Clarissa Dickson Wright, the British-born former barrister and champion of rural life whose cookery, earthy humor, erudition and authorship earned respect in the food world, died March 15 in Edinburgh, Scotland. She was 66.
She was most famously the remaining co-star of “Two Fat Ladies,” a BBC television cooking show in which she and Jennifer Paterson, clad in leather caps and goggles, traveled in a vintage motorcycle and a sidecar to prepare and bestow a feast upon the inhabitants of abbeys, farmsteads and public schools in England and Scotland.
As she piquantly described it, the show was about “two fat old bats on a Triumph, traveling around the country and cooking.”
Although Ms. Dickson Wright had been in Edinburgh’s Royal Infirmary since early this year, her death came after a sudden illness and its cause was not disclosed, said her friend and literary agent Heather Holden-Brown.
“She was a fantastic writer, extremely articulate, and an excellent food historian who absolutely knew her own mind,” said Holden-Brown, who worked with her since 2006. Ms. Dickson Wright wrote or co-wrote 16 books, including “A History of English Food” (2011).
“Two Fat Ladies” originally aired from 1996 to 1999, and was shown on the Food Network in the United States. (Reruns continue to draw viewers on the Cooking Channel.) Paterson died of cancer in 1999.
Her former TV cooking partner, Ms. Dickson Wright once recalled, “had the instant reactions and the naughtiness of a child. She wanted to be the woman in the circus ring with the spotlight on her, and in the end she was.”
Their plump, ambidextrous hands tamped down fish pies, shaped Christmas puddings and filleted the organic beef of Prince Charles’s farm at Highgrove — all in service of traditional English dishes. As they cooked, the ladies exchanged bits of culinary knowledge and philosophy. They were upper crust yet unpretentious, and reliably entertaining.
Ms. Dickson Wright, who made bluntly clear her preferences for luxe cooking heavy on creams and animal fats, directed her best-known bon mots at “manky little vegetarians.” She advised businessmen to cook as a way “to relax after the ghastly things they do in the city.”
Not to every critical taste, the show nonetheless prospered and drew millions of viewers. When the women toured the United States in 1998 to promote their show’s companion cookbook, they were feted like British royalty.
At the Chateau Marmont hotel in Los Angeles, Ms. Dickson Wright chatted at length poolside with a “sweet handsome young man” who turned out to be actor Keanu Reeves. Alice Waters, the influential author and owner of Berkeley, Calif.’s Chez Panisse, took them to a farmers market, which inspired the “Two Fat Ladies” stars to get involved with a huge farmers market project in Britain.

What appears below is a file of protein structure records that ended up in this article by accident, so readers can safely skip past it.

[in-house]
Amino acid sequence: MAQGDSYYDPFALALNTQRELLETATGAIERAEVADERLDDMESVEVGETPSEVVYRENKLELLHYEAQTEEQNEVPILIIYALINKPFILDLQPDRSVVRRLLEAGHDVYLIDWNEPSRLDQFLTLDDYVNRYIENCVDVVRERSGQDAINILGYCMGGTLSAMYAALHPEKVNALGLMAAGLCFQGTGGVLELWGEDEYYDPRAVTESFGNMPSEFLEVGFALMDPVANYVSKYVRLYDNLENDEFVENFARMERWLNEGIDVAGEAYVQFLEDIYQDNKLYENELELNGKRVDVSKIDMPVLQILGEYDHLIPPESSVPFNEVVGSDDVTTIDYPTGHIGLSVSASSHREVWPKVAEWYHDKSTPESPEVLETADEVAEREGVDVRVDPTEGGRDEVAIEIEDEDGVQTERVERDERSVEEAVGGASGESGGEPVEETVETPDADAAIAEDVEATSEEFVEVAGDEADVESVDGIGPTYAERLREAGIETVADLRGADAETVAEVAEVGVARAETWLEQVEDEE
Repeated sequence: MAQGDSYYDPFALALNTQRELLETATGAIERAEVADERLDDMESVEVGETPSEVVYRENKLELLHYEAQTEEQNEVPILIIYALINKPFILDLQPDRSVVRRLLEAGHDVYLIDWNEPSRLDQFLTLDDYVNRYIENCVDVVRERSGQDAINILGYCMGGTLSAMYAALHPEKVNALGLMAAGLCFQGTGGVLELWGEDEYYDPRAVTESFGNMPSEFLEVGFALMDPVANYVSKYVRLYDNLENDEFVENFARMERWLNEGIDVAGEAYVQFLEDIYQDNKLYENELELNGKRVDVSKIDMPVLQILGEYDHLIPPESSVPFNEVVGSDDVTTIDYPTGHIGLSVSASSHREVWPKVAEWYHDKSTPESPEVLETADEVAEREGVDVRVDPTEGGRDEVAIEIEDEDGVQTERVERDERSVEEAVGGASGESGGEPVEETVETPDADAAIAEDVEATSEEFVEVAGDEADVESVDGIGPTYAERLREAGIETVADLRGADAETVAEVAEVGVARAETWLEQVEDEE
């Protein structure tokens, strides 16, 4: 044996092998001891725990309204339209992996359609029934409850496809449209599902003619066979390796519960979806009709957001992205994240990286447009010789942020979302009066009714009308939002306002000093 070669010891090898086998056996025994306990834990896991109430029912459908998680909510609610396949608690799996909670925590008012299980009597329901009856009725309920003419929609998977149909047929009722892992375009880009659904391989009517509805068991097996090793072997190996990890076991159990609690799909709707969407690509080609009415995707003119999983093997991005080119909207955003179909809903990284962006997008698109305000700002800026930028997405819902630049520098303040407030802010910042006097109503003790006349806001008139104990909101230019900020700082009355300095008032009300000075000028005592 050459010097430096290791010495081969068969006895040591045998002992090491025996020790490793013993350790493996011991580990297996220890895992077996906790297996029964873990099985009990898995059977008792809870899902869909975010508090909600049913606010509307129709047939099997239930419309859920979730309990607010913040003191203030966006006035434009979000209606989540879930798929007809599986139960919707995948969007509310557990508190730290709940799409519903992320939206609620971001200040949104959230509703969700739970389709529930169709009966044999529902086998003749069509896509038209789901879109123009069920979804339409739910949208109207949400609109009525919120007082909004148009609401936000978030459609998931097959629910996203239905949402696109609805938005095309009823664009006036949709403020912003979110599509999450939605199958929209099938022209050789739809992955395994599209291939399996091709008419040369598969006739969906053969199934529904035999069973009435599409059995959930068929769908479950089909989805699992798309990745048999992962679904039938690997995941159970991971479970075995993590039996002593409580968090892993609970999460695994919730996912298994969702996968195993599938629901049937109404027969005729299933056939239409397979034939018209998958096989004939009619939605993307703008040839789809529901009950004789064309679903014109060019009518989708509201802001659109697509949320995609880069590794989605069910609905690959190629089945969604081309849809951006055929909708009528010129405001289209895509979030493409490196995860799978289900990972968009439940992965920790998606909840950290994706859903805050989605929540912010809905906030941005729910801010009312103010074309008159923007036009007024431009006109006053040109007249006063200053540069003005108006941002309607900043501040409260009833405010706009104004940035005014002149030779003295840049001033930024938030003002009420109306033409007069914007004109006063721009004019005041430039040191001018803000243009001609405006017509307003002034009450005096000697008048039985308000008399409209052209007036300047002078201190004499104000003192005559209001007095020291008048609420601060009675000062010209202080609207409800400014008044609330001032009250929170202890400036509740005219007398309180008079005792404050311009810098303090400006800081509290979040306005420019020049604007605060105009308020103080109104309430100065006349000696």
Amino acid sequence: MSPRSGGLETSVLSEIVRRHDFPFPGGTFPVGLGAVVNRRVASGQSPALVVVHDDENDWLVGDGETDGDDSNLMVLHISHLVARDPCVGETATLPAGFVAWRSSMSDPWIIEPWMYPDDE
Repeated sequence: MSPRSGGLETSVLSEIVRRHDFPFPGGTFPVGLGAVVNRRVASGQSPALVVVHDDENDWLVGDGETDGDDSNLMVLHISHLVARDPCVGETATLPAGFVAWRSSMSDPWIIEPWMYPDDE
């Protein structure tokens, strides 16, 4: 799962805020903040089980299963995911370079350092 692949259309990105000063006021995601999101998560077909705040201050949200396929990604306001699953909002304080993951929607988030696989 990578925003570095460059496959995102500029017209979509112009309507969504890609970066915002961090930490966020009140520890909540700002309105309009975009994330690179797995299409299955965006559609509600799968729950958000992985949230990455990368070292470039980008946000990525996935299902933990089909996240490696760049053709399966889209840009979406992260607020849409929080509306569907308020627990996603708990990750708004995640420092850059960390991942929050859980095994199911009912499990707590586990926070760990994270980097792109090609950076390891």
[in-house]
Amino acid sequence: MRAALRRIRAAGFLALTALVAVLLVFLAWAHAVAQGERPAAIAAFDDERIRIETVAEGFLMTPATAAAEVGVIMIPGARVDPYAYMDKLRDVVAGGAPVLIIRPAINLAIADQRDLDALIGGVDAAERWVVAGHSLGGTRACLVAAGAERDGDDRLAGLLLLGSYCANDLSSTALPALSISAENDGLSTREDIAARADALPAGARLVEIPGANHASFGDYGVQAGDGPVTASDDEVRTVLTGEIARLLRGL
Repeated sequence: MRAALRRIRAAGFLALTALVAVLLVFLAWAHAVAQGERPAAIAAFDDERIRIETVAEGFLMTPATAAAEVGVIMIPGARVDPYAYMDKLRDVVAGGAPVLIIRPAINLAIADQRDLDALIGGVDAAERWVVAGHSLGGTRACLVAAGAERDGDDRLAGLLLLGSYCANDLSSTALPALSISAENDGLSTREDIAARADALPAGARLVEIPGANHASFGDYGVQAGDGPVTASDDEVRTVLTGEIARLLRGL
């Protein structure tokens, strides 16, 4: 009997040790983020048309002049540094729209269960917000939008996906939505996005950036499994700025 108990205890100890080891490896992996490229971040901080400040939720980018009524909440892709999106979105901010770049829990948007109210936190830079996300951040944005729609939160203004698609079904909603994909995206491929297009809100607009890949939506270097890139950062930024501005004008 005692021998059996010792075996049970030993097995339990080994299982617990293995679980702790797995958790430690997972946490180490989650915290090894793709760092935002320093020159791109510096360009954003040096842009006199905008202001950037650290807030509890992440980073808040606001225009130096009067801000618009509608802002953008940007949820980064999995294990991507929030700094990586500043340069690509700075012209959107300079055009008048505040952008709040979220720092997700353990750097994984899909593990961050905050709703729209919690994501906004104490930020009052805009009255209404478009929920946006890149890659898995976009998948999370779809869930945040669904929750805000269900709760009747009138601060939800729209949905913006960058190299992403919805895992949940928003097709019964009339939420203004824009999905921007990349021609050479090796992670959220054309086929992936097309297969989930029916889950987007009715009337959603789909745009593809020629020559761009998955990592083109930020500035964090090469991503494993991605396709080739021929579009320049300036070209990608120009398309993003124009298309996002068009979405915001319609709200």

Ms. Dickson Wright had, in her own words, “a splendidly enjoyable life” — an assessment she made at age 60 despite her own struggles with alcoholism, bankruptcy, disbarment and the death of a man whom she described as her “one real love.”
She was born Clarissa Theresa Philomena Aileen Mary Josephine Agnes Elsie Trilby Louise Esmerelda Dickson Wright on June 24, 1947, in London, the youngest of four children to parents Arthur Dickson Wright, a renowned surgeon, and the former Molly Bath, an Australian heiress.
Her childhood was privileged but, she said, burdened by a father who became a violent alcoholic. He beat his wife and threw Clarissa against walls without provocation. Still, he recognized his daughter’s intellect and spent hours quizzing her with questions from TV game shows. She and her father shared a love of fine food, and he kept a constant supply of caviar on ice and had squab flown in from Cairo.
Eleven-year-old Clarissa was sent off to boarding school. Two years later, her father informed her that she should study medicine. She countered with her own intentions of becoming a lawyer, which enraged him so much that he refused to pay for her university education.
At 18, she lived at home while she studied law at University College London. At 21, she became one of the youngest female barristers in the country. Her father also left, freeing the mother and daughter from ongoing physical abuse. Her parents eventually divorced.
Molly Dickson Wright died unexpectedly at age 67. She left a sizable inheritance to Clarissa, then 25, who was devastated at the loss. She began drinking that very day and spent the next 10 years or so in a drunken haze, yachting in the Caribbean and draining all the money.
Back in England, she met a man she identifies in her autobiography only as Clive, a two-time divorcé and a fellow alcoholic. They partied hard. He died in 1982 of what appeared to be alcohol-related causes, sending her further into a downward spiral.
After a wretched time spent at a detox center, she took a series of domestic jobs, working as a home companion and a private cook. She relapsed, finally jolted into action after a bad fall.
At 40, Ms. Dickson Wright emerged sober from 10 weeks at an addiction treatment center. After months of clean living and Alcoholics Anonymous meetings, she happened upon a cookbook shop in Notting Hill whose owner was in need of someone to run it.
The Books for Cooks shop thrived during her seven-year stint there, and Ms. Dickson Wright credited the job with initiating her turnaround.
British TV producer Patricia Llewellyn met Ms. Dickson Wright while she was at Books for Cooks and filmed her cooking cardoons, a vegetable that Ms. Dickson Wright passionately loved. The experience, and Ms. Dickson Wright’s subsequent radio appearances, prompted Llewellyn to unite her and Paterson, barely acquainted, to star on “Two Fat Ladies.”
Ms. Dickson Wright, who is survived by two sisters, spent her post-TV years traveling and living a private existence in a coach house in Inveresk, Scotland. She spent nearly 27 years sober, yet kept a wine cellar for dinners with visiting friends. She cooked good, fresh, simple food for herself, happy to patronize the local butcher and fishmonger.